Robert Strausz-Hupé, Harry W. Hazard. The idea of colonialism. Praeger, 1958. Стр. 77.
In 1804 Russian troops occupied the khanate of Ganja, and this was followed by the surrender of several other autonomous Azeri khanates in western Azerbaijan.
Alexander Murinson. Turkey's Entente with Israel and Azerbaijan. Routledge, 2009. Стр. 2.
The core territory of modern-day Azerbaijan, i.e. Shirvan, Quba and other Azeri Khanates in the Caucasus, served historically as place of refuge for Persian and later Russian Jews.
Galina M. Yemelianova. Radical Islam in the Former Soviet Union. Routledge, 2009. Стр. 149.
With the fall of the Safawid empire in 1722, a number of independent khanates emerged on the territory of modern Azerbaijan. Among them were the khanates of Bakı, Gəncə, Qarabağ, Quba, Naxçıvan, Şirvan, Şəki, and Şamaxı. By 1805, the khanates of Qarabağ and Şirvan had become protectorates of the Russian Empire. In two wars between Russia and Qajār Persia in 1804–1813 and 1826–1828, the Russians conquered other Azerbaijani khanates.
Henry R. Huttenbach. Soviet Nationality Policies. Mansell, 1990. Стр. 222.
The pattern of the Russian conquest varied: in some cases, notably in the Azerbaijani khanate of Ganja, the emirate of Bukhara, the khanate of Kokand and Turkmenistan, violence and bloodshed were involved.
Bohdan Nahaylo, Victor Swoboda. Soviet Disunion. A History of the Nationalities Problem in the USSR. Simon and Schuster, 1990. Стр. 12.
Its inhabitants being Shiite, the Azerbaijani khanate was more closely linked with Persia than with their Turkish kin. Peter the Great defeated Persia and annexed the Derbent and Baku regions of Azerbaijan in 1724.
Stephen K. Batalden. The Newly Independent States of Eurasia. Greenwood Publishing Group, 1997. Стр. 110.
The 1812 Treaty of Gulistan and the 1828 Treaty of Turkmanchai ended the two Russo-Persian wars and brought Azerbaijani khanates north of the Aras River under Russian control.
Edward Allworth. Muslim Communities Reemerge. Historical Perspectives on Nationality. Duke University Press, 1994. Стр. 47.
One of the first consequences of the conquest was the gradual dismantling of the Azerbaijani khanates, the principalities that had formed the political structure of the country. The khanates of Ganja, Shirvan, Talysh, Baku, Karabagh, Sheki, Nakhichevan, Derbent, and Kuba disappeared, one after the other, for the most part during the 1830s and the 1840s, and the process of breaking up these traditional polities contributed to the weakening of deeply rooted local particularisms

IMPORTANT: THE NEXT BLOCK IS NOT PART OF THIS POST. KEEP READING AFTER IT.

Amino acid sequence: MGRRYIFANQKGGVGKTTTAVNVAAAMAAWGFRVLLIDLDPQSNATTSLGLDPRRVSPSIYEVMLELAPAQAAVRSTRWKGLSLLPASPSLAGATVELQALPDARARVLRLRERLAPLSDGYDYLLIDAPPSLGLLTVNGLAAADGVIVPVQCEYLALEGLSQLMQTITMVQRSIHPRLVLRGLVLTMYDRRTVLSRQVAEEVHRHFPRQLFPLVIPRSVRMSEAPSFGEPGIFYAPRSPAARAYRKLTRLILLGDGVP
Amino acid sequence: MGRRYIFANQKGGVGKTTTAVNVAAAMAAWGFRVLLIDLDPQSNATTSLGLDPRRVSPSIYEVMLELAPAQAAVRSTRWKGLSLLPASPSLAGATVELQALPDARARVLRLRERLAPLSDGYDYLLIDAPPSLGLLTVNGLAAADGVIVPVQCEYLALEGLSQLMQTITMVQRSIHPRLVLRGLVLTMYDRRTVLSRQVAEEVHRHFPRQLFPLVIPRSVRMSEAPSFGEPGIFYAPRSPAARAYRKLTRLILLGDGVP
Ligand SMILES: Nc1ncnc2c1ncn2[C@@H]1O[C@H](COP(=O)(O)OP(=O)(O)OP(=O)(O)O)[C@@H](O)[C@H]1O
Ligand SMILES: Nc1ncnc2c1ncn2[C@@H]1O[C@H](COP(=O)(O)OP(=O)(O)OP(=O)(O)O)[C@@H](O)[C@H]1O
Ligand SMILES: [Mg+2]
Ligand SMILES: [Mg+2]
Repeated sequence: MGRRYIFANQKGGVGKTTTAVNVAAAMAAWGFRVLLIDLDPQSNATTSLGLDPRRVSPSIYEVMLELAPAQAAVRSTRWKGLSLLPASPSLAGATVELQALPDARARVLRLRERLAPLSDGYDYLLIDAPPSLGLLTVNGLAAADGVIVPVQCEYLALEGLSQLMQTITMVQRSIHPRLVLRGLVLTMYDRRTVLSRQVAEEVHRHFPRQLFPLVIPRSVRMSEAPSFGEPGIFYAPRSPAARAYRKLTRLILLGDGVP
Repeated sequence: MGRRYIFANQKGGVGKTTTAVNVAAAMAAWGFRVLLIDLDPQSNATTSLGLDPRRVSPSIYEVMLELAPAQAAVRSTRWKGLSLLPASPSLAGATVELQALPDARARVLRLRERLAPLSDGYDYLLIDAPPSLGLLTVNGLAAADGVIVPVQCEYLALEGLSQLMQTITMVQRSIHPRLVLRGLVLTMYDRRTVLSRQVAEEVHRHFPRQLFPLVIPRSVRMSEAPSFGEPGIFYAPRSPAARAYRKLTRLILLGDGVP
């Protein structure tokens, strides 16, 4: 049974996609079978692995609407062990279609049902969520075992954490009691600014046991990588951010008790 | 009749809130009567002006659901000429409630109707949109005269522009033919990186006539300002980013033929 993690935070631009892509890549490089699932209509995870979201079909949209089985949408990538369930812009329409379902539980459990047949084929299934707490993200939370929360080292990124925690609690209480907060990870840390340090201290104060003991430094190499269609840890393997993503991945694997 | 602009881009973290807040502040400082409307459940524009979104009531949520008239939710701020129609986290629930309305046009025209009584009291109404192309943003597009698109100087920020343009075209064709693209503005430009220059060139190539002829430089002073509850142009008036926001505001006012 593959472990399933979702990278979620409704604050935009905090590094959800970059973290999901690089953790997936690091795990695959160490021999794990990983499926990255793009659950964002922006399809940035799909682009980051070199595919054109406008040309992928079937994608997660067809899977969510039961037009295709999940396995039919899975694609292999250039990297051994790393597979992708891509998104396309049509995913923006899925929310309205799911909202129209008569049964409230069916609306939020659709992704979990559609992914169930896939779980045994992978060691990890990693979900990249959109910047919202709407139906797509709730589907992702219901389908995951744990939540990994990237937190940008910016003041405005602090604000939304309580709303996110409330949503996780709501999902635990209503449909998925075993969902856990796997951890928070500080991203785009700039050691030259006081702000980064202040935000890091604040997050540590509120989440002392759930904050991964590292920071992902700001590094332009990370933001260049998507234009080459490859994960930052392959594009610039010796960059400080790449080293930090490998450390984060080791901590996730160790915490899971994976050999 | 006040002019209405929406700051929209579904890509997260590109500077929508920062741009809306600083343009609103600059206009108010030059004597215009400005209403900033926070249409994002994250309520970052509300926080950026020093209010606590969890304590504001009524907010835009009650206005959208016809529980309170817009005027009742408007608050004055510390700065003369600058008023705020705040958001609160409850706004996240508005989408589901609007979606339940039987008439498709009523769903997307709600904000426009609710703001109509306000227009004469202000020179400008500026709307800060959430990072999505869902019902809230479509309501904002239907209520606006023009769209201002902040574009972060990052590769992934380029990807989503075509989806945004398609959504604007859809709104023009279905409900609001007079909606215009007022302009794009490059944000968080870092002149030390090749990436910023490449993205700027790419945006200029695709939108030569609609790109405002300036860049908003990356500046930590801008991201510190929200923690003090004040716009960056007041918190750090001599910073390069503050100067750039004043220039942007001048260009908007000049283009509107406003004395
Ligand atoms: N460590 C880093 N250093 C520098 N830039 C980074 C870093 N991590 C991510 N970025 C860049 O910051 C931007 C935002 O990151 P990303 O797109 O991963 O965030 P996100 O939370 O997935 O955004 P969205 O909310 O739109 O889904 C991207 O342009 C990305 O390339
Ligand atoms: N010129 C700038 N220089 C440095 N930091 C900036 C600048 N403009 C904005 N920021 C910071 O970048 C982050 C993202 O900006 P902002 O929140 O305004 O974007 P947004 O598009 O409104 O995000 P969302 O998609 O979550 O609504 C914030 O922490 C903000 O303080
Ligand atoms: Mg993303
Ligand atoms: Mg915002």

- Ronald G. Suny. "They Can Live in the Desert but Nowhere Else": A History of the Armenian Genocide", (Princeton University Press, 2015), 70; "In 1828 the Russian army took the Persian khanate of Erevan (which nearly a century later would become the capital of independent Armenia) and established a new frontier on the Arax River".
- Rouben Paul Adalian. "Historical Dictionary of Armenia", (Scarecrow Press, 2010), 471; "(...) in the town of Ashtarak in Eastern Armenia during the period of the Persian khanates."
- David Marshall Lang. "The Last Years of the Georgian Monarchy, 1658-1832", (Columbia University Press, 1957), 153; "(...) and to obtain the Persian regent Kerim Khan's recognition of Georgian suzerainty over the Persian khanates north of (...)"
- Alexander Bitis. "Russia and the Eastern Question: Army, Government and Society, 1815-1833", (Oxford University Press, 2006), 223; "(...) Persian khanates north of the Arax."
- S. Frederick Starr. "The legacy of history in Russia and the new states of Eurasia", (M.E. Sharpe, 1994), 259; "(...) to welcome the Russian armies and the annexation of the Persian khanates north of the Araxes River between 1806 and 1828."
- Britannica online, "Azerbaijan", History section (link); "Persian-ruled khanates in Shirvan (Şamaxı), Baku, Ganja (Gäncä), Karabakh, and Yerevan dominated this frontier of Ṣafavid Iran. (...) After a series of wars between the Russian Empire and Iran, the treaties of Golestān (Gulistan; 1813) and Turkmenchay (Torkmānchāy; 1828) established a new border between the empires. Russia acquired Baku, Shirvan, Ganja, Nakhichevan (Naxçıvan), and Yerevan.
- World and Its Peoples: Middle East, Western Asia, and Northern Africa. Marshall Cavendish Corporation, 2006. ISBN 0761475710. Стр. 751.
In a series of wars with Persia at the beginning of the nineteenth century, Russia gained the Azeri khanates north of the Araks River, which still forms the frontier between Azerbaijan and Iran.
- Russian Azerbaijan, 1905–1920 By Tadeusz Swietochowski page 272
- Russia and Iran, 1780-1828 By Muriel Atkin, Page 16-20
- Encyclopedia of Soviet law By Ferdinand Joseph Maria Feldbrugge, Gerard Pieter van den Berg, William B. Simons, Page 457
- possibly Akhmedkent west of Derbent, see Samuel Gottlieb Gmelin.
- Marie Broxup, The North Caucasus Barrier: The Russian Advance Towards the Muslim World, C. Hurst & Co. Publishers, 1996, p. 31ff
- Arthur Tsutsiev, Atlas of the Ethno-Political History of the Caucasus, Map 3, 2004
- Hans-Heinrich Nolte (ed.), Innere Peripherien in Ost und West, Verlag Franz Steiner, 2001, p. 151 (German)
- Multiple Authors. "Caucasus and Iran". Encyclopædia Iranica. Retrieved 2012-09-03.